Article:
The Ford Model-T Torpedo Runabout was first introduced in 1911. It featured a 20 horsepower, 4 cylinder, 4 cycle, 4 stroke engine with a 3 3/4 inch bore. They ranged in price from $645 unequipped to $725 fully equipped. Only 7,845 were produced that year. This was also the first year that Ford stopped using the all wooden body style and began using steel-paneled bodies on a wooden frame. There were two different models of the Runabout built; the Open Runabout and the Torpedo Runabout. Both models featured longer, curved fenders, longer hoods, longer steering columns, and lower seats. They came with a top, an automatic brass windshield, a speedometer, a tubular horn, and a tool kit. The Torpedo Runabout came with two doors, as opposed to the Open Runabout which had no doors. In 1911, the Model-T’s were given revised brass radiators and new wheels. During this model year, changes were also made to the engine. Exposed valves were replaced with valve chambers which were cast into the block. Steel doors were added to provide easier access for adjusting the valves. Ford also began using cast-iron rear axles and front axles with spindles and separate steering arms. The Runabouts came equipped with brass, gasoline powered headlamps and kerosene side and tail lamps. They featured round, rear deck mounted fuel tanks which held 16 gallons of fuel. That was six more gallons than the touring cars. The Ford Model-T Torpedo Runabout is considered to be the first sports car.
The Thunderbird, also known as the T-Bird, helped usher in an era of personal luxury cars that favored style over practicality. The first generation of cars entered production in 1954. These sleek two-seat automobiles were a great success. Encouraged by this, Ford executives decided that a larger model would increase sales. The 1958 Thunderbird convertible was the first T-Bird model to have four seats. Although bulkier than its predecessors, the 1958 Ford Thunderbird still achieved widespread success and easily outsold the previous model.
In order to accommodate the new back seat, the 1958 Thunderbird convertible was expanded considerably. Nicknamed the “Squarebird” due to its shape, the new model had a longer 113-inch wheelbase and was over 800 pounds heavier. Style was just as important with the 1958 model as with older T-Birds. Along with its dual headlights and prominent tailfins, the 1958 Thunderbird was also given a bolder chrome grille. Although it was offered as both a hardtop and a convertible, the 1958 convertible was delayed, making it the rarest convertible from the second generation line.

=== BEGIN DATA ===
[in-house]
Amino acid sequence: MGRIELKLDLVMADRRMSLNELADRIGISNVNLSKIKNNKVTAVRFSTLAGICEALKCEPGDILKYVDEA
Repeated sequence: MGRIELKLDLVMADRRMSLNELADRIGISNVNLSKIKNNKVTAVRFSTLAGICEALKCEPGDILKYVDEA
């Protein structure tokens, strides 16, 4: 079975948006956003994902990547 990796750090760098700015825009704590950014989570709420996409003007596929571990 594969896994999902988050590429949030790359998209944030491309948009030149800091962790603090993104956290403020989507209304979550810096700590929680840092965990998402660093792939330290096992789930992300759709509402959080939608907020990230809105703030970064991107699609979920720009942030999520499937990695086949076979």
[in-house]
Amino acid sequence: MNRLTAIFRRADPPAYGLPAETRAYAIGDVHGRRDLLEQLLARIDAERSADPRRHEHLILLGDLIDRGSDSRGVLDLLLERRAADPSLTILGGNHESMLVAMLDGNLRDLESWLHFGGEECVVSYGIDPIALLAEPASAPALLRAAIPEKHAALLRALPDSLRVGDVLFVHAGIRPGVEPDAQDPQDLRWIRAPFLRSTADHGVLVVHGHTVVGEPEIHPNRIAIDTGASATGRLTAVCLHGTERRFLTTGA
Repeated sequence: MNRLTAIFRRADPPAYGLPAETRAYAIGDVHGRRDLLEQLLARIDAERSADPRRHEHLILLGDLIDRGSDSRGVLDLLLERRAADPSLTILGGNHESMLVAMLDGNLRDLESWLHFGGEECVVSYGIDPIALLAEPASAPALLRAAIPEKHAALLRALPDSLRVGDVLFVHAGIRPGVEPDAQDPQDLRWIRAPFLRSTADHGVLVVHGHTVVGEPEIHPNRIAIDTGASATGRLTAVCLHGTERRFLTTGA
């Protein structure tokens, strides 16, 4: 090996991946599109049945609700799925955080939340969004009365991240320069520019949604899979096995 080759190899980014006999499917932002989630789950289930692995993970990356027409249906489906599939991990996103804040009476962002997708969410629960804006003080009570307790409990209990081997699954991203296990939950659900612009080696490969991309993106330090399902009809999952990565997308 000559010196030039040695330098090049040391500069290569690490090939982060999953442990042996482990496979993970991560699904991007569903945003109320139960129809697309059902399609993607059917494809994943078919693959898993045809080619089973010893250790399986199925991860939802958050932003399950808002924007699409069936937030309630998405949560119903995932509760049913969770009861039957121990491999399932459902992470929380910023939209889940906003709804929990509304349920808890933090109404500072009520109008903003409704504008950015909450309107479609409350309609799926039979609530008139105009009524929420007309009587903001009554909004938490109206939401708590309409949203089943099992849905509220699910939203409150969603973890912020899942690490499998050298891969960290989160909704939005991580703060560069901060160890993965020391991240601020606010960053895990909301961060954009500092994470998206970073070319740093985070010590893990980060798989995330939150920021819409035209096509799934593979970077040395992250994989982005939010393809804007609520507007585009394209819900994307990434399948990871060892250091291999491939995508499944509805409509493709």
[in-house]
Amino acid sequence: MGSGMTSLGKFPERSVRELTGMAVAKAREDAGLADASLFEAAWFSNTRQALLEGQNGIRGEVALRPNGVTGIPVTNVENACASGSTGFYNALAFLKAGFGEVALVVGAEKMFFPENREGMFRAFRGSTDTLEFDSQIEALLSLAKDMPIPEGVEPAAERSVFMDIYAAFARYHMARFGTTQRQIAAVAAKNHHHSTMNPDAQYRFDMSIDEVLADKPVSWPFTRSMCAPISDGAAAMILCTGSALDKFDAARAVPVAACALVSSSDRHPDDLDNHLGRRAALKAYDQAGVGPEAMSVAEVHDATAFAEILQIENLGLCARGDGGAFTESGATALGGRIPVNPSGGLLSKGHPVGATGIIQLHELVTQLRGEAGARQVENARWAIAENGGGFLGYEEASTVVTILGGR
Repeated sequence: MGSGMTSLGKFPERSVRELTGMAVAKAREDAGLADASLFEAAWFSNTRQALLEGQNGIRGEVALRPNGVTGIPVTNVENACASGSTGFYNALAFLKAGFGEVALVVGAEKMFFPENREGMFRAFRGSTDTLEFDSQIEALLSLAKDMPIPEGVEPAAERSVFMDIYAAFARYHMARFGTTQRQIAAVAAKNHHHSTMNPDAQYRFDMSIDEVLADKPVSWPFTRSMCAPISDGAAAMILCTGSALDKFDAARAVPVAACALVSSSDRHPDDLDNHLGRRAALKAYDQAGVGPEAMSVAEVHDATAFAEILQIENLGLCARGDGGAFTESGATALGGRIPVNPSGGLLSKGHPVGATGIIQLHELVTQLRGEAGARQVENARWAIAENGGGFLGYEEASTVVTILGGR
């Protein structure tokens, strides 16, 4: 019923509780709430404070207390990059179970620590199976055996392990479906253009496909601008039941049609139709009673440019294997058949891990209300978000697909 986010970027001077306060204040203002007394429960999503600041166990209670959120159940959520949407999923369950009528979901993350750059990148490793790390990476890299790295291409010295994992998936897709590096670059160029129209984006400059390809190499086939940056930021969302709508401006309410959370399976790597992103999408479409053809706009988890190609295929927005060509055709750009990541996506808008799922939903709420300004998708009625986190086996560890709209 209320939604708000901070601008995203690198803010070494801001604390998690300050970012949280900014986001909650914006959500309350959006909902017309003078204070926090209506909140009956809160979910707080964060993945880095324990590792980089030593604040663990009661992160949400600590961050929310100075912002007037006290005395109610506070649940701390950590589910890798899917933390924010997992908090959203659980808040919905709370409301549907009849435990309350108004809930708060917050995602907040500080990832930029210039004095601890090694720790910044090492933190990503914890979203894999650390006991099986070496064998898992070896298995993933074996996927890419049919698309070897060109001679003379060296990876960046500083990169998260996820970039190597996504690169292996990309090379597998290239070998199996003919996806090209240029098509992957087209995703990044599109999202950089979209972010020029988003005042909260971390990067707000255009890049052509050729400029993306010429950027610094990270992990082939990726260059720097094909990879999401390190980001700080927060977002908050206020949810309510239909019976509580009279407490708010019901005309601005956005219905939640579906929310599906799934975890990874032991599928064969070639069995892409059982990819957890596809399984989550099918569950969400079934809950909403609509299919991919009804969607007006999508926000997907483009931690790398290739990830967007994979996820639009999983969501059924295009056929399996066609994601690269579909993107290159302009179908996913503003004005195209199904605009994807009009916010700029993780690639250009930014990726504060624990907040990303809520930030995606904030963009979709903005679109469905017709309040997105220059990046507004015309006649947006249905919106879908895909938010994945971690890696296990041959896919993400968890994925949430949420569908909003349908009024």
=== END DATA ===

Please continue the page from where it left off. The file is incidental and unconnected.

The new features on the 1958 T-Bird weren’t just stylistic. The car also boasted a new 300 horsepower 352 cid V-8 engine. Most of the equipment was very basic, but buyers had the option of getting a heater and defroster, power equipment and exterior rear view mirrors. Other luxury convertibles at the time had tops that were power operated, but the 1958 T-Bird required another person to manually assist in lowering the top. Despite this, the 1958 Thunderbird convertible was not only popular in its time, but continues to be prized by collectors.
The Boss 302 Mustang is a high performance vehicle which was produced by Ford in 1969 and 1970, and has been set to be re released in the 2012 year. The 1970 Boss 302 Mustang was initially built for Trans Am racing series, but was only made for a couple years due to high production costs, and due to the fact that it was only run in a few series during the time it was on the road. The 1970 Boss 302 Mustang featured a 302 cubic in, 4.9L, V8 engine; it also had a 4- speed manual transmission, and the original designer of the 1970 Boss 302 Mustang was Larry Shinoda.
The original 1970 Boss 302 Mustang had a unique design to the body of the car, including reflective c-stripe strips on the car for design, and he also eliminated the fender scoops that were found on the 1969 model of the 302 Boss. The unique design also had the option for horizontal rear window shades, drivers could add a blackout hood, and the 1970 Boss 302 Mustang was also one of the first ever production cars on the line to introduce the front spoiler design, as well as a rear deck wing, for more aerodynamics while driving. The car’s name, “Boss” was basically a tribute to the President of Ford. The 1970 model only produced 7,000 units, which sold for $3,720 on the market, and it was later discontinued early on in the following year of 1971.